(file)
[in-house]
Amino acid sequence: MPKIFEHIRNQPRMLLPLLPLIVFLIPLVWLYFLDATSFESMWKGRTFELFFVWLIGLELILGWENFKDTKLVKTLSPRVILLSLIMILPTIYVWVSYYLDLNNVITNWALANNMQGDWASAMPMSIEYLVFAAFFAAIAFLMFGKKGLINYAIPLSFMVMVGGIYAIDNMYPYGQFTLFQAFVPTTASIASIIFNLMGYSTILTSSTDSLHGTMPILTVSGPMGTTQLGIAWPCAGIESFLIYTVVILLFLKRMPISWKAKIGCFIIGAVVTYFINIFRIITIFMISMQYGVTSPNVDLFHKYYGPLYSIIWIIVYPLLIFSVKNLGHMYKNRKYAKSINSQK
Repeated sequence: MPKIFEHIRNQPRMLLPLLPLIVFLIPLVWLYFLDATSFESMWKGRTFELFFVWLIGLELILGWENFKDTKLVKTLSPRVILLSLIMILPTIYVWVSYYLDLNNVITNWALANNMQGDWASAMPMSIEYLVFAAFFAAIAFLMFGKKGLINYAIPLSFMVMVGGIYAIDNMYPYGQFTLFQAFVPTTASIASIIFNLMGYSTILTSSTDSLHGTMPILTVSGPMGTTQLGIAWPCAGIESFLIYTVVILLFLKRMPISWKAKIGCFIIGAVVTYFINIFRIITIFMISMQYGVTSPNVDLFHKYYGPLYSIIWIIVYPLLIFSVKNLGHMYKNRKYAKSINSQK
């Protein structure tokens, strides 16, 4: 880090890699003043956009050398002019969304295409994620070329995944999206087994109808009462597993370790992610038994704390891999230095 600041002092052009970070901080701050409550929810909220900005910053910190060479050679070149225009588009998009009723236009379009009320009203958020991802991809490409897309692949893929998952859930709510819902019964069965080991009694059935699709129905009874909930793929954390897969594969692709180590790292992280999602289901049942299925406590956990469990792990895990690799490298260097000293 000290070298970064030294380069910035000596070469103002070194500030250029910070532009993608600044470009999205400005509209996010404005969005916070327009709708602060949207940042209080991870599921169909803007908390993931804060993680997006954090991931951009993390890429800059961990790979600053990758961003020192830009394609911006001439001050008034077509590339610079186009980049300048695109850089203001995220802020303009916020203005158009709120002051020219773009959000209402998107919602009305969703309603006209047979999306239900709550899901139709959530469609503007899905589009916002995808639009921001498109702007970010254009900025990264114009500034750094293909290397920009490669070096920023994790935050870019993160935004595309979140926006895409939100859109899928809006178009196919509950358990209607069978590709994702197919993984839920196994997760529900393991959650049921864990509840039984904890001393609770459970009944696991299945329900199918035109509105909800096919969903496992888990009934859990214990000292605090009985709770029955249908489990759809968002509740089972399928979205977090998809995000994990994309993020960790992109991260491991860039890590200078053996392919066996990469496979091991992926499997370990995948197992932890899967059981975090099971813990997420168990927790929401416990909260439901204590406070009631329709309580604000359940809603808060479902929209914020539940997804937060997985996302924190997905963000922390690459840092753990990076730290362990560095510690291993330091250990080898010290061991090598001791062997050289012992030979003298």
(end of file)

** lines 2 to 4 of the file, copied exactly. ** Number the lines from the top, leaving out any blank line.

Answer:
Amino acid sequence: MPKIFEHIRNQPRMLLPLLPLIVFLIPLVWLYFLDATSFESMWKGRTFELFFVWLIGLELILGWENFKDTKLVKTLSPRVILLSLIMILPTIYVWVSYYLDLNNVITNWALANNMQGDWASAMPMSIEYLVFAAFFAAIAFLMFGKKGLINYAIPLSFMVMVGGIYAIDNMYPYGQFTLFQAFVPTTASIASIIFNLMGYSTILTSSTDSLHGTMPILTVSGPMGTTQLGIAWPCAGIESFLIYTVVILLFLKRMPISWKAKIGCFIIGAVVTYFINIFRIITIFMISMQYGVTSPNVDLFHKYYGPLYSIIWIIVYPLLIFSVKNLGHMYKNRKYAKSINSQK
Repeated sequence: MPKIFEHIRNQPRMLLPLLPLIVFLIPLVWLYFLDATSFESMWKGRTFELFFVWLIGLELILGWENFKDTKLVKTLSPRVILLSLIMILPTIYVWVSYYLDLNNVITNWALANNMQGDWASAMPMSIEYLVFAAFFAAIAFLMFGKKGLINYAIPLSFMVMVGGIYAIDNMYPYGQFTLFQAFVPTTASIASIIFNLMGYSTILTSSTDSLHGTMPILTVSGPMGTTQLGIAWPCAGIESFLIYTVVILLFLKRMPISWKAKIGCFIIGAVVTYFINIFRIITIFMISMQYGVTSPNVDLFHKYYGPLYSIIWIIVYPLLIFSVKNLGHMYKNRKYAKSINSQK
């Protein structure tokens, strides 16, 4: 880090890699003043956009050398002019969304295409994620070329995944999206087994109808009462597993370790992610038994704390891999230095 600041002092052009970070901080701050409550929810909220900005910053910190060479050679070149225009588009998009009723236009379009009320009203958020991802991809490409897309692949893929998952859930709510819902019964069965080991009694059935699709129905009874909930793929954390897969594969692709180590790292992280999602289901049942299925406590956990469990792990895990690799490298260097000293 000290070298970064030294380069910035000596070469103002070194500030250029910070532009993608600044470009999205400005509209996010404005969005916070327009709708602060949207940042209080991870599921169909803007908390993931804060993680997006954090991931951009993390890429800059961990790979600053990758961003020192830009394609911006001439001050008034077509590339610079186009980049300048695109850089203001995220802020303009916020203005158009709120002051020219773009959000209402998107919602009305969703309603006209047979999306239900709550899901139709959530469609503007899905589009916002995808639009921001498109702007970010254009900025990264114009500034750094293909290397920009490669070096920023994790935050870019993160935004595309979140926006895409939100859109899928809006178009196919509950358990209607069978590709994702197919993984839920196994997760529900393991959650049921864990509840039984904890001393609770459970009944696991299945329900199918035109509105909800096919969903496992888990009934859990214990000292605090009985709770029955249908489990759809968002509740089972399928979205977090998809995000994990994309993020960790992109991260491991860039890590200078053996392919066996990469496979091991992926499997370990995948197992932890899967059981975090099971813990997420168990927790929401416990909260439901204590406070009631329709309580604000359940809603808060479902929209914020539940997804937060997985996302924190997905963000922390690459840092753990990076730290362990560095510690291993330091250990080898010290061991090598001791062997050289012992030979003298």